Rehabilitation After Urgent or Elective Orthopedic Surgery: The Role of Resilience in Elderly Patients

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Abstract

Purpose

The aim of this investigation was to assess resilience within an elderly population during postacute rehabilitation for orthopedic surgery and to identify the role of resilience on rehabilitation outcomes by comparing hip fracture and elective patients (total knee and hip arthroplasty).

Design

We conducted a prospective study in an orthopedic rehabilitation department.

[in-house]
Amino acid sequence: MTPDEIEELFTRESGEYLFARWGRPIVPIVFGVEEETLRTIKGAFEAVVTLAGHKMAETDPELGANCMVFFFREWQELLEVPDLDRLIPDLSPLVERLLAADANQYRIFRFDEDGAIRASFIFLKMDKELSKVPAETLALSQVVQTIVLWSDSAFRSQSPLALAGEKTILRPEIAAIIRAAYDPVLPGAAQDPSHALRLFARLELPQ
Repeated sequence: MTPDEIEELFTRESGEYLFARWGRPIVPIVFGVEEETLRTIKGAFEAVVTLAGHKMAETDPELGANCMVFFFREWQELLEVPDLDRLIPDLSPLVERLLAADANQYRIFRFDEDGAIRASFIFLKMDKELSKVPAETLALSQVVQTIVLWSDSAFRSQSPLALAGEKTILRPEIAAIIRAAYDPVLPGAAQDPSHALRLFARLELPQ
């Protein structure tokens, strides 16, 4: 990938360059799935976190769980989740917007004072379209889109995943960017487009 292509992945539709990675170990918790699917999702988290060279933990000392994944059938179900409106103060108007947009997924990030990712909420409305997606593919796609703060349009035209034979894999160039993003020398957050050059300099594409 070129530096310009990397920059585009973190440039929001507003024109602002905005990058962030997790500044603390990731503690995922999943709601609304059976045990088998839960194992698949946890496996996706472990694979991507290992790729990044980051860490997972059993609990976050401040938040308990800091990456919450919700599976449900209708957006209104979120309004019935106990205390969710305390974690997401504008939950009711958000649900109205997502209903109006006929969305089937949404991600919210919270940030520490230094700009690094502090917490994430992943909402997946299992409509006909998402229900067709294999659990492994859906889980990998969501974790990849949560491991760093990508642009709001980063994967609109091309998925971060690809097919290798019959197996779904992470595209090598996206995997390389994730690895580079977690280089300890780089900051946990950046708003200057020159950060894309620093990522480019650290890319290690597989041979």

Methods

On admission and on discharge, 80 patients aged over 60 years underwent a multidimensional evaluation with the Resilience Scale, the Functional Independence Measure (FIM), the Multidimensional Prognostic Index, and the World Health Organization Quality of Life-BREF.

Findings

Hip-fractured patients had a lower level of resilience. High-resilient fracture patients achieved higher FIM scores. For elective patients, no differences on FIM score occurred for different resilience levels.

Conclusions and Clinical Relevance

Resilience plays a significant role in reaching optimal functional recovery in hip-fractured elderly people. Results suggest the introduction of early routine assessment of resilience in future outcome studies in rehabilitation.

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